How to Investigate a Workplace Accident

Workplace Accident

As part of your general Health and Safety procedures you should have a robust accident investigation process. As with any system, it should be documented, understood and followed every time an accident is reported, no matter how small.

The reasons are fairly obvious – if there has been any kind of accident that results in an injury and there’s a chance it could happen again, something needs to be done. If an accident occurs and nothing is done, there’s a chance your insurance company may refuse to pay out if a similar accident happens. By investigating the cause of the original problem and logging it thoroughly, you can show that you took adequate steps to mitigate the causes, thereby reducing the risk.

So what do you need to do?

Well this really comes down to the advice of your local health and safety consultant as they will understand your particular business and its needs. They’ll currently understand the risks and how H&S policy is applied, however in general, you should check the following:

The location

Investigate if there are any inherent dangers in the location of the accident. Are there any issues with the fabric of the building, the ground or any furniture? Are there problems with fixed fittings, loose tiles, jamming doors?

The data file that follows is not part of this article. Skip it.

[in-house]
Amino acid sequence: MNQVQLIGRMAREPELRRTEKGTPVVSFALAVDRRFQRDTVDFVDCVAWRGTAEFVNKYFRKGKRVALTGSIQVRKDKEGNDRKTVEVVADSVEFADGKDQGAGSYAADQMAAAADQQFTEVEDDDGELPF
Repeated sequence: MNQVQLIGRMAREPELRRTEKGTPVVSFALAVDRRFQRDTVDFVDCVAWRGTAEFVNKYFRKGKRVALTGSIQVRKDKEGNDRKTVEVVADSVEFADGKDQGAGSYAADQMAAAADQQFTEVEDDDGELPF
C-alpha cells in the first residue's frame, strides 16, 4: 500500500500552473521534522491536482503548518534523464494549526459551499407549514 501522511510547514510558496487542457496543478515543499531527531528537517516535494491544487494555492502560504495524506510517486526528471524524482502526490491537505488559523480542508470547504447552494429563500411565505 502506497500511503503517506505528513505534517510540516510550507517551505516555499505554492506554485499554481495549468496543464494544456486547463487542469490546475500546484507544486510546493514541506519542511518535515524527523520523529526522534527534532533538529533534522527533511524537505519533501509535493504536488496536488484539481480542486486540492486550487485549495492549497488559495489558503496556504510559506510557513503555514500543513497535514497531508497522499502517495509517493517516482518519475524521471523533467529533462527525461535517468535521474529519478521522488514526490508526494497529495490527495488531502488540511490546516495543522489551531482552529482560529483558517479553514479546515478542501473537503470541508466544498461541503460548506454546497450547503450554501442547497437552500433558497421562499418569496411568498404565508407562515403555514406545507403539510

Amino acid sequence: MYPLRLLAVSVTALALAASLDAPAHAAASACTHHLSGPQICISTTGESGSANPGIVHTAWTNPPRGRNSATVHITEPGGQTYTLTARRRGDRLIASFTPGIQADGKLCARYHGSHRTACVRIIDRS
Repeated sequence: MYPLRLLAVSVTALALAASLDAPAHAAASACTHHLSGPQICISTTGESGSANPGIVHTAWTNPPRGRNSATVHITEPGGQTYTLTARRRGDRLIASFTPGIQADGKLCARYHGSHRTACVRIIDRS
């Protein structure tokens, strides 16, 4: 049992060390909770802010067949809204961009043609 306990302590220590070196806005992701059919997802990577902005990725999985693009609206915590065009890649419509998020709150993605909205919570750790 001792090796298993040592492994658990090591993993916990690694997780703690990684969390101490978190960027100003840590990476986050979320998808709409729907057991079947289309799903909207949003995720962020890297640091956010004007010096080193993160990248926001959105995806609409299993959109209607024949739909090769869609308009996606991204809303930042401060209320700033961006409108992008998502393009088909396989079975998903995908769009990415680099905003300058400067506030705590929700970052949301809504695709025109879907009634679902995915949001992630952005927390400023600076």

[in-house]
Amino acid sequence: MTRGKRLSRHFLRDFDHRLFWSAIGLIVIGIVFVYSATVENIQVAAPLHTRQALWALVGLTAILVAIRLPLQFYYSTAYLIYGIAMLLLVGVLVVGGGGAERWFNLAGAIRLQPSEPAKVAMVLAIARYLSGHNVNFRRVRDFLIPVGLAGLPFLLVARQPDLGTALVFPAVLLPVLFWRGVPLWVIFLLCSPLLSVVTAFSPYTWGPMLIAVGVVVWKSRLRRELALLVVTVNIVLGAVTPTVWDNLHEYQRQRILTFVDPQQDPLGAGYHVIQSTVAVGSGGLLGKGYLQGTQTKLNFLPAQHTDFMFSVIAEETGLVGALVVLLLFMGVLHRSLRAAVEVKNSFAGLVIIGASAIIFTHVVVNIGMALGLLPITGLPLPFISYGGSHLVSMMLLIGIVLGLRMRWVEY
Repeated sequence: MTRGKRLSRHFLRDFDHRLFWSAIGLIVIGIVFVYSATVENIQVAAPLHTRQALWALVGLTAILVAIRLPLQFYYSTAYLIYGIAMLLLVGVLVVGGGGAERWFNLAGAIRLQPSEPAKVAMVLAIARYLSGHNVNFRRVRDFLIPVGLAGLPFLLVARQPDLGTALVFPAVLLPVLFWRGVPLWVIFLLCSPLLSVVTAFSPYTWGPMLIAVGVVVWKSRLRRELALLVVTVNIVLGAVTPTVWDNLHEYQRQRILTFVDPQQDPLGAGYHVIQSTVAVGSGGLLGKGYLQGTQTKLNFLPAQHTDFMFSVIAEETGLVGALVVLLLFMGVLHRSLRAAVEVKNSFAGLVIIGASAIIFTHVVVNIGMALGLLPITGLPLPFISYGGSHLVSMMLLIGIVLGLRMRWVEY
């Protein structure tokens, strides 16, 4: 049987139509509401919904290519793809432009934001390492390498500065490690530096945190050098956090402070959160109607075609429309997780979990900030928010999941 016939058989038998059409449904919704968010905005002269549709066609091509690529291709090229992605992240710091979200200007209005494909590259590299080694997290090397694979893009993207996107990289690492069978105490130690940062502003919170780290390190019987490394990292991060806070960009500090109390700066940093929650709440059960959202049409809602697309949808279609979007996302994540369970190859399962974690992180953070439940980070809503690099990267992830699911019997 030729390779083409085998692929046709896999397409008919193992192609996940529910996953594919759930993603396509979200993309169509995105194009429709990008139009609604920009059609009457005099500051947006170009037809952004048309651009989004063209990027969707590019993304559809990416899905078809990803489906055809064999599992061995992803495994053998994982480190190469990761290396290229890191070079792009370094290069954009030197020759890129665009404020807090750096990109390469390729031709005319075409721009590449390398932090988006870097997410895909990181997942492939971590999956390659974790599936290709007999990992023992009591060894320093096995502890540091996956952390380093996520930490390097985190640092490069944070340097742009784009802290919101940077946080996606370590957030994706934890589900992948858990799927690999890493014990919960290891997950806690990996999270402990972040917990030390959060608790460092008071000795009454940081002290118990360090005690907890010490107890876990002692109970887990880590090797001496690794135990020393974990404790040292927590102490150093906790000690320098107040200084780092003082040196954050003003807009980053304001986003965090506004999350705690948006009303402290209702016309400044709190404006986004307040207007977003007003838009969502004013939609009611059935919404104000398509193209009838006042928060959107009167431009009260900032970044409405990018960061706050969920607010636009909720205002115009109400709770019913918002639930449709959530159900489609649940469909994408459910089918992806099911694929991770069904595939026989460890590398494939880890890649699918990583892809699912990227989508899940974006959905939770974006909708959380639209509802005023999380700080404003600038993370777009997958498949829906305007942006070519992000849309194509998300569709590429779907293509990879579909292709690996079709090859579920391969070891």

It should be obvious if there are problems so highlight them. If you find an issue right away, put up a sign or use yellow tape to mark off the area – make sure it’s safe straight away.

The Injured party

Interview the person who was injured and check if they were carrying out any procedures that are covered by H&S policy. Were they wearing the correct gear? Did they follow the rules?

At this point it’s very important that the interview is carried out in a way that won’t put blame on the interviewee. If they feel that what they say may get them into trouble, you may not get the truth, so ensure the interview is carried out conscientiously.

The procedures

You may have to face facts and realise that your procedures are in error. Check them thoroughly and ensure they promote safety and don’t need to be improved. If they do need to be improved, improve them in conjunction with your H&S consultant.

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